People learn and digest information in different ways. Some learn well by reading the written word. And some people learn better by listening to the written word.
I fall somewhere in between. I like to read, but I also love to listen to podcasts and audio books.
Since releasing this book and my second book (Rooftop Reflections), I’ve had several inquiries about the availability of my books in an audio format. The thought of recording an audio book scared me a little bit as I wasn’t sure of the technology to use to make this happen.
With the help of some good friends, I learned some important information about the tools I needed to record an audio book. I recently ordered these tools, and I have begun recording the audio version of On Track.
Today, I share with you the audio Introduction to On Track. I hope you enjoy! And with a little time and hard work, my audio book will be available for Audible.
“Don’t settle for what life gives you; make life better and build something.”Ashton Kutcher
Have you ever found yourself in a place where it seems like life is sucking more out of you than you are getting back in return?
Have you ever asked yourself why you are doing what you are doing?
Have you ever wondered if you are in the right place, the right job, or the right role?
I recently found myself asking some of these same types of questions.
I’ve been at my current place of employment for nearly 25 years, and I’ve been in my current role for over three years. This has been an extremely challenging year as we navigated the challenges and distractions brought on my COVID-19 in the middle of having our best year ever from a revenue standpoint. Instead of proactively bringing new things into my team to help elevate us to the next level, I have often felt the stresses and pressures of responding the a variety of “issues” brought on by corporate direction, product developments, and resource restrictions. (I want to be cautious in how I describe this. I happen to work for a great company with a history of innovation and success. Sometimes, I can lose sight of this fact in the day to day minutia.)
Meanwhile, I have felt a lack of creativity, time, and energy for some of the things I have enjoyed on the side of work – writing, speaking, etc.
I shared these feelings this week with a close group of advisors. And they offered some fantastic advice.
First, COVID-19 and our recent move to a new home are both extreme events requiring a lot of time and attention. We live, work, and play in seasons. Sometimes the seasons of life require us to “muscle” through hard times. Sometimes the seasons of life require more focus on work. Sometimes the seasons of life provide more time for pressing into deeper areas of exploration towards our areas of passion.
Second, they reminded me of the importance of delegation. Delegation (which I’ve written about here in the past) is an excellent tool for passing knowledge on to others. It is also an great way to enable myself to do the things I like to do. As a natural people pleaser with perfectionistic (or maybe it’s OCD) tendencies, I tend to do more things myself which takes me away from things I’d rather be doing as the leader in my department and in turn leaves me depleted of energy and zest for my work. Delegation is a must in order to replenish my energy and enthusiasm.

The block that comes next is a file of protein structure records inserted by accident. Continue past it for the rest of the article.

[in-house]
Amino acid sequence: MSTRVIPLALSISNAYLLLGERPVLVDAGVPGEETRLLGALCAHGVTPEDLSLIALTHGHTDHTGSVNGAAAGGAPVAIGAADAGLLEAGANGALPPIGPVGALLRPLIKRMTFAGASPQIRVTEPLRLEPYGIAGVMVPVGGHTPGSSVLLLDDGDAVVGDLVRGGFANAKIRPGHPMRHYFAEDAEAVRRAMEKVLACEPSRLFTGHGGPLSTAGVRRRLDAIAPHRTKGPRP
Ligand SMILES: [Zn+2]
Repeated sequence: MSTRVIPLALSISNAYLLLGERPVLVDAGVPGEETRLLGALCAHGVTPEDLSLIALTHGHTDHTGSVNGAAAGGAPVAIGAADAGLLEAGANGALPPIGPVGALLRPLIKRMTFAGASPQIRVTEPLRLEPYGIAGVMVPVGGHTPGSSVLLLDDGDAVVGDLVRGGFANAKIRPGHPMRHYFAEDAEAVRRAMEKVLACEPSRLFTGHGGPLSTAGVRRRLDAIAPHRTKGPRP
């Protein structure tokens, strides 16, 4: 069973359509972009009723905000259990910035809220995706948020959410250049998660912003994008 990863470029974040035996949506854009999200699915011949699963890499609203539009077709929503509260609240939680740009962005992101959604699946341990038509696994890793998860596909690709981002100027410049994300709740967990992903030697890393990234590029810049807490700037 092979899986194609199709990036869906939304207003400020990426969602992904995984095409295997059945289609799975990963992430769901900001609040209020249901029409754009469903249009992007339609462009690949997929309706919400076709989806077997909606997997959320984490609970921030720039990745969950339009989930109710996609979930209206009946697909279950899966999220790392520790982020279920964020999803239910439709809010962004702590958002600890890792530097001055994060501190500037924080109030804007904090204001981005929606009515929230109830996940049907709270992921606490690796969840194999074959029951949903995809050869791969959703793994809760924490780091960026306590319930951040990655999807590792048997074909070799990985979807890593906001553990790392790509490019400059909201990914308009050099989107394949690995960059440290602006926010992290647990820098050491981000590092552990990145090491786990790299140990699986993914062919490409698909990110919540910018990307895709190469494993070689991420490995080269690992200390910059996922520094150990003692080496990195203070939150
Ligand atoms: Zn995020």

Third, it is okay to explore new things and to consider a possible pivot. According to scientists, we are essentially completely new people every seven years as old, dead cells are replaced by new cells throughout our bodies. It goes without saying as we become new people there may be shifts in our passions and our approaches to work and life. For some, this may mean a seismic shift in our careers and jobs. For others, this may simply mean smaller shifts in our approach to our current work or activities. One of my advisors suggested I read Necessary Endings by Henry Cloud. I am someone who desires stability in my life and is terrified of change, it’s important that I learn how to bend. I need to give myself permission to change.
Finally, understanding what brings me life and what takes life out of me is important for determining my path forward. In Sleeping with Bread (Holding What Gives You Life), authors Dennis Linn, Sheila Fabricant Linn, and Matthew Linn, encourage readers to daily ask two questions as a means of finding meaning and direction for life. These two questions are: For what am I most grateful? For what am I least grateful? Asked another way: When did I feel most alive today? When did I most feel life draining out of me? As a result of the conversation with my advisors, I have begun answering these questions in my journal. Over the course of the next several weeks, I will take time to review my daily responses to find patterns that could help give me direction on how to make the most out of life.
Recently, I’ve been reading Think Like A Monk by Jay Shetty. In the book, he encourages readers to look for purpose in our work. He suggests we look at our jobs and our activities through a lens of purpose, passion, skills, and calling.
As we look for fulfillment in our lives, it’s a good idea to reflect on our purpose. Why are we here? How are we serving others through what we do? How are we best utilizing and enhancing our skills to meet our areas of passion?